Scientists have known for some time that Earth’s atmosphere loses several hundred tons of oxygen each day. They understand how this oxygen loss happens on Earth’s night side, but they’re not sure how it happens on the day side.
They do know one thing though; they happen during auroras.
According to a press release from NASA’s Earth Observatory, no two oxygen outflow events are exactly the same, which makes understanding them a challenge. They call the events ‘fountains of gas’ that escape the Earth during auroral activity, and the Earth Observatory has a mission dedicated to understanding them.
The mission is part of the NASA’s Earth Observatory program called VISIONS-2 (Visualizing Ion Outflow via Neutral Atom Sensing-2), and it requires certain conditions.
It’s set in Ny Alesund, Svalbard, Norway for good reason. It’s the northernmost year-round civilian settlement in the world. It has an ice-free harbour year round, and a modern rocket launch facility. There’s also no Sun in the winter night here to interfere with studying the auroras.
But there’s something else that makes this the perfect setting for the VISIONS-2 mission.
Every morning, Ny Alesund passes under a weak point in Earth’s magnetic bubble. The weak point is like a funnel that channels the fierce solar wind into our upper atmosphere. That causes auroral displays, and boils the gases of our atmosphere off into the vacuum of space in an auroral fountain.
Recently, researchers with VISIONS-2 launched two sounding rockets to investigate oxygen loss during auroras. Sounding rockets are small, targeted rockets that can be launched quickly. In this case, the two rockets were loaded with cameras and other instruments, and prepared for launch.
The launch team has to be very patient. But of course, they have technology on their side. They don’t have to wait until they see the aurora, they have advanced notice of an aurora thanks to the DSCOVR (Deep Space Climate Observatory) satellite.
DSCOVR is the NOAA’s solar wind observatory. It sits out at the LaGrange point between the Earth and the Sun and tells the VISIONS-2 team when the solar wind is powerful enough and oriented the right way to cause auroras. At best, the team gets about an hour warning.
Even with advanced warning, the team is cautious. If the solar wind turns out to be too weak, then they will have wasted the launch. If terrestrial wind conditions in Earth’s atmosphere are too strong, that’s also a problem.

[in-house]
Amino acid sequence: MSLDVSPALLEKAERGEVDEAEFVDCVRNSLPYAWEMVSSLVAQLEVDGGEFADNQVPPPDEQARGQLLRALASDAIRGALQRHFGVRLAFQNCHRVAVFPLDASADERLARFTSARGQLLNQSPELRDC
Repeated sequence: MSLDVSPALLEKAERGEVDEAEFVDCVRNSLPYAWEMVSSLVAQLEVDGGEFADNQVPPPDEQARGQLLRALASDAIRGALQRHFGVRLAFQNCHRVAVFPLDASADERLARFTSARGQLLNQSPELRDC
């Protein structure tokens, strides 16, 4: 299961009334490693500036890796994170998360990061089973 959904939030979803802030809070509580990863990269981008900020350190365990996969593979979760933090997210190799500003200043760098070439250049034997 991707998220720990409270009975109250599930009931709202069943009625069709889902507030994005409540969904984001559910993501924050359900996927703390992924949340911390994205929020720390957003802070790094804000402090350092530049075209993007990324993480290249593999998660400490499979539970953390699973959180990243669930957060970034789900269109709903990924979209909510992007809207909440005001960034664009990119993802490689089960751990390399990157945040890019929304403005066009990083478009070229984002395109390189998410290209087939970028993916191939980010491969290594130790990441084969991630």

The rockets are unguided, so they have to be oriented before launch to account for winds. Luckily, the team has another tool at their disposal, weather balloons launched every 30 minutes, as needed, to test the wind.
The rockets were staged in Ny-Ålesund, Svalbard (Norway), and the researchers waited for an aurora before launching the pair. On 7 December 2018, the researchers launched the two rockets during an aurora.
The photo above is a long exposure of the rockets, which captures both launches even though they occurred a couple minutes apart.
The mission used a pair of rockets so they could use a mix of different instruments in each. Some instruments required a spinning platform and some didn’t. A pair of rockets launched with a couple minutes between them also allowed similar instruments to take readings over time.
The above image shows the first stage ignitions and burnouts of the two rockets, as they were sent on their mission to study oxygen loss in Earth’s atmosphere.
“We had such an amazing experience building these very complex and capable payloads, integrating and testing them at Wallops, then bringing them to the field,” said Doug Rowland, principal investigator for the mission and a space physicist at NASA’s Goddard Space Flight Center. “The launch was a very emotional moment, even more so when we saw that all the instruments had performed well and the science conditions were good.”
After launch, there’s ten minutes for the rocket to do its work in the atmospheric fountain. Neutral atom imaging cameras build a picture of the fountain from within and without. The auroral camera documents the aurora itself, its temperature, intensity, and height.
If all goes well, the research team is rewarded with a ‘wall of science.’
The December 7th launch appears to have been successful. An early look at the data shows that the instruments functioned properly and returned the intended data.
“I believe we did see the ‘atmospheric fountain,'” said Rowland. The data still need to be analyzed and scaled, “but we may have evidence of it from multiple perspectives.”
Earth, obviously, is a dynamic, living, active planet. There’s a lot going on here.
The VISIONS-2 project is designed not only to help us understand our own planet better, but other planets as well. Which planets are habitable? Why are some so desolate? How did a planet like Mars, which once had an atmosphere, lose it?
Earth’s atmosphere won’t be gone anytime soon. Not until the Sun goes red giant in about 5 billion years, anyway. At that distant point in time, the expanding Sun will boil our atmosphere away like nothing. Then we’re done.
The amount of oxygen (and hydrogen) lost from Earth’s atmosphere during these auroras is miniscule. Several hundred tons each day might sound like a lot, but it isn’t. In any case, photosynthesis helps restore oxygen.
It’s still an important piece of the puzzle for understanding how things work, though, and what the details are in the relationship between Earth and its star.